Burning Guided Meditation

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    Note: This meditation can be done sitting upright or lying flat on the floor or a bed

    Close your eyes, and feel the emptiness within you.

    Now shift the attention to the one who was watching this emptiness. 

    From your Third Eye reverse your vision 180 degrees and watch the Watcher.

    Locate the sense of the Watcher at the background and sink into the feeling of being that Watcher. 

    Relax yourself into the Watcher even as you are sitting. Try to trace the Watcher at the background and dissolve into being one with the Watcher. 

    Let any thoughts, feelings or experiences arise and fall like waves. Accept everything and allow everything by being that Watcher, the background Watcher.

    Ignore the thoughts. Ignore the experiences. Ignore the sensations in the body, and simply latch on to the background Watcher as a feeling, and then release yourself into that Watcher.

    You could visualize yourself… at the background itself… and melt into your Self.

    You have a sense of your identity as a person, a being, an entity… dissolve that distinct identity into the background spaciousness and vastness.

    Pay more attention to your exhaling breath by releasing it within as you dissolve and immerse deeper and deeper into the background space through every exhaling breath.  Let every out-breath be a commitment to letting go of your body, your identity, your ego, your mind… everything you feel that you are. 

    When you sink or surrender to the background Watcher… to the background Self… do that with the entirety of your body… the entirety of your Being… as a full bodily devotion turn towards your own Self. 

    Let every part of your body, your cells, celebrate your existence at the background. Ignore what happens at the foreground in terms of emotions, thoughts and sensations, and engage yourself as a full body-mind-Being and devotionally turn towards the background, your Self.

    Move backwards in a relaxed manner, away from any experience or perception… even of your own existence. Sink backwards away from what you may recognize as the centre of your being or ‘I’. You are prior to anything you can feel, perceive, or experience, and that includes even the feeling of your existence. Let the inhaling breath be short, and the exhaling breath be long.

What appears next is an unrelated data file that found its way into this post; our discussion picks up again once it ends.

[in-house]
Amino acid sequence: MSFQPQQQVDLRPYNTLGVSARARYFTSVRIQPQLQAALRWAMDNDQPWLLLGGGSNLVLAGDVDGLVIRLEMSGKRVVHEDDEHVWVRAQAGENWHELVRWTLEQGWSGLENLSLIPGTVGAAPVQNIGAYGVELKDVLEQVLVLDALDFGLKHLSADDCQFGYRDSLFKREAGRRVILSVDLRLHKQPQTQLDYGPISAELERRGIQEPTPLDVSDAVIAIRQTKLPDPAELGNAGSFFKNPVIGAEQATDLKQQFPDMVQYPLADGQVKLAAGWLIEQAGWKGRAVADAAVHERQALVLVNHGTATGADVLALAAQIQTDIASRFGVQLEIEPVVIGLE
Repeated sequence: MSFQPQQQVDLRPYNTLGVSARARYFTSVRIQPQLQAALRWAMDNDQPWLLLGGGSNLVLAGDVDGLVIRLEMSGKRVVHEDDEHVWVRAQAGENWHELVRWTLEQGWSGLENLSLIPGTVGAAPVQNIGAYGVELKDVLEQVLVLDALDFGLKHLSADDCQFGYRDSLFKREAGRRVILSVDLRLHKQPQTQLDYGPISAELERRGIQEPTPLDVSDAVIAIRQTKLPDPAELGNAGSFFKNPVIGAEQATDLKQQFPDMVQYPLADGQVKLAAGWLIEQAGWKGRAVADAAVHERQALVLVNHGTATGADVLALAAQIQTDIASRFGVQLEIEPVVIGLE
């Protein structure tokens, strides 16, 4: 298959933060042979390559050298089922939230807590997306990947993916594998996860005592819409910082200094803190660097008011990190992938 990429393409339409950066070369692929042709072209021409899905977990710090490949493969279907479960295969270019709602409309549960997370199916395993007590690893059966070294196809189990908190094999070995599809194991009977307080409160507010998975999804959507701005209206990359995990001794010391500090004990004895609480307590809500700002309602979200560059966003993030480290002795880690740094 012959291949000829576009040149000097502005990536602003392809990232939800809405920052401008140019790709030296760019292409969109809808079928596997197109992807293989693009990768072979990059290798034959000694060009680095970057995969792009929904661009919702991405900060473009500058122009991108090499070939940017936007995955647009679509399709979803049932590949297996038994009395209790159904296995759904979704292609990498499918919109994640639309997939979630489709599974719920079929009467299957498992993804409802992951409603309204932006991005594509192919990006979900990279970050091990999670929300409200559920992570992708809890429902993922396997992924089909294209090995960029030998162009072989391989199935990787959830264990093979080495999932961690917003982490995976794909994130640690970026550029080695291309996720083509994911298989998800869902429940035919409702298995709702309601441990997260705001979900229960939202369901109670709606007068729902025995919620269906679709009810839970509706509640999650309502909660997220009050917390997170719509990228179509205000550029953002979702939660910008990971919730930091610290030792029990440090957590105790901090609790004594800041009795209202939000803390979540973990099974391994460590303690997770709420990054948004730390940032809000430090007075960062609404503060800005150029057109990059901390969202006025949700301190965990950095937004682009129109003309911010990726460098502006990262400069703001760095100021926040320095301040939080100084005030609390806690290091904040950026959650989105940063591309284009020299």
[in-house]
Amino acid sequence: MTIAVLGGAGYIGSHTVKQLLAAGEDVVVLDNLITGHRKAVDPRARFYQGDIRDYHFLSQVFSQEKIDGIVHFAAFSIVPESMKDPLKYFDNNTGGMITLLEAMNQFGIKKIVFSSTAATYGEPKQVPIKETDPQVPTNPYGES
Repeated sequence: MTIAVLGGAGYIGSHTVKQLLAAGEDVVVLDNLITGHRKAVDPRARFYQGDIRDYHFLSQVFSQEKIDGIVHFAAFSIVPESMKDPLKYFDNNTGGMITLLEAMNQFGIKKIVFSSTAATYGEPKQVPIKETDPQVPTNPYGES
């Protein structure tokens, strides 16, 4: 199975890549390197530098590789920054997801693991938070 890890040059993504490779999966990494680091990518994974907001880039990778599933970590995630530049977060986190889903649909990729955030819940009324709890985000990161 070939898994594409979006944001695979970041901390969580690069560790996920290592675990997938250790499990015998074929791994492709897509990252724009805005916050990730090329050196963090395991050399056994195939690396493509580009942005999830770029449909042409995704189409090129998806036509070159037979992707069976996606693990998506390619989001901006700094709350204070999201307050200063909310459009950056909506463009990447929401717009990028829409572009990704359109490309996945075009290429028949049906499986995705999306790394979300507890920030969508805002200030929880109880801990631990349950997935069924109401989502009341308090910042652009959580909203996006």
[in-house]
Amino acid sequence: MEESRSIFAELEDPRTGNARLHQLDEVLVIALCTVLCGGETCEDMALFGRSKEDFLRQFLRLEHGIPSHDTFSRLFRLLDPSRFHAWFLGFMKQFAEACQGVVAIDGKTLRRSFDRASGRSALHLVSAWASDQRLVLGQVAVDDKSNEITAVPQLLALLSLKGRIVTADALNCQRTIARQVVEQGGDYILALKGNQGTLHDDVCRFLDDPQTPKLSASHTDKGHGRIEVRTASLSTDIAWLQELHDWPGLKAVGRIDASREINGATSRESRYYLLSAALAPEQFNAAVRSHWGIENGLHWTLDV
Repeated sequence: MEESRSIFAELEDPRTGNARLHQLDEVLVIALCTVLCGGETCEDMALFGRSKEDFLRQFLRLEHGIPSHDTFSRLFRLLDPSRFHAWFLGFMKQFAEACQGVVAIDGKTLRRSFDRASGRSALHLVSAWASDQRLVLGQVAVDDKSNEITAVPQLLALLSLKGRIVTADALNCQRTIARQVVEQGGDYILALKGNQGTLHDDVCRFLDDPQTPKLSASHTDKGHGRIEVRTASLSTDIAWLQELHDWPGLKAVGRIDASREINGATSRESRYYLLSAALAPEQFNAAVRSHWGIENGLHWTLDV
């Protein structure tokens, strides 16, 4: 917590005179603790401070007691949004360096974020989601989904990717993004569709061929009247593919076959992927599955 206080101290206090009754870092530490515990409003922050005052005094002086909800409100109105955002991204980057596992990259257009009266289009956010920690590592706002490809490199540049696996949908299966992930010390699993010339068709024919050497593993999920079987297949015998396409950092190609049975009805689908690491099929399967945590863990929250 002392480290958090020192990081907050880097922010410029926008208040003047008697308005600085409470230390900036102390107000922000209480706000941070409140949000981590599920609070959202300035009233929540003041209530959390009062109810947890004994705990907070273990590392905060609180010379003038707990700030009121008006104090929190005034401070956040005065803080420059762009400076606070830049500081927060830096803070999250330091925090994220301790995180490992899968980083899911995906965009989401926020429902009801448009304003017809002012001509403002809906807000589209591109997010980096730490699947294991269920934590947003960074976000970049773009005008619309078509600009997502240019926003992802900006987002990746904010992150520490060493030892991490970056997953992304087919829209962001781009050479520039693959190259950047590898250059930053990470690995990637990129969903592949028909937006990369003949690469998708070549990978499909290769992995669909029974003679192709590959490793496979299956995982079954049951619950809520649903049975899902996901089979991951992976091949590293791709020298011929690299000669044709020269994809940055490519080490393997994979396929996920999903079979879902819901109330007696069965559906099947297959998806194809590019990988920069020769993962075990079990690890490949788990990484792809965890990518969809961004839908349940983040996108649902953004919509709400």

Release and let go with every deep, exhaling breath. 

    Remember to exhale the breath inwards, to let go and to slide/sink deeper into the inner space with every exhalation. 
    Feel your body become heavy, as if pressed down by a great weight. Allow your body to feel heavy and be pressed down by that weight. 

    Your body is feeling heavy, weak and tired. 

    You may feel like sinking into your seat.

    You may feel the boundary between your body, the seat, and the space completely disappearing. All merging into one, as nothingness. 

    You may not see, hear, touch, taste or smell as the senses seem to fade away.
    Your mind is no longer aware of the outer world. 

    You may find it difficult, or feel it unnecessary, to open your eyes. 
    You are not interested in anything that is around you. You do not want to do anything. You are losing any sense of purpose. 
    You are no longer interested in catering to any of your needs. Feelings, sensations, emotions, happiness, unhappiness, pain and pleasure no longer exist for you. 

    You are becoming a big void.

    Your consciousness is dissolving into space. Your breathing may appear to be slow, or to have stopped. Your brain no longer seems to function. Your head is as hard as a rock. Your body feels no sensation. Your mind is not recognized as existing. Nothing matters. This is like death. 

    The last energy of your body is withdrawing and being released into the background. There is no life. There is nothing that you can call existence.   

    You are death itself. You are free from death. You are prior to awareness itself. 

    Stay in this state. If anything else comes up, release it through your internal, exhaling breath — sinking deeper into the vast spaciousness which is the real YOU.

    Affirming

    ISIP Affirming  practices help us identify and embody higher states of existence by bringing awareness of our deeper nature into our everyday life.  The practice of affirming our higher existence brings great prosperity and happiness into our spiritual and material life.

    Affirming the Self

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    The above waking state practices for Churning and Burning cover two of the three pillars of your ISIP practice.

    Affirming is the third pillar and a major tenet of ISIP.  However, it is, in essence, not a ‘practice’, but the silent upholding of the TRUTH.

    Essentially, ‘Affirming’ means to uphold the TRUTH with a strong belief and deep faith that “I AM the SELF” — irrespective of any situation or circumstance that may seem to provide evidence to the contrary.

    Why Affirming is an important part of your ISIP practice:  

    At some point in time, it will be the experience of every serious practitioner that they may not be able to feel or abide in their Being, or I AM, no matter what they do. 

    This means that as an ISIP practitioner, you will not be able to recognize the background awareness or stillness for a certain period of time. A state of spiritual dryness or spiritual depression may take over at this time which creates a lot of anxiety, panic, or distress for you.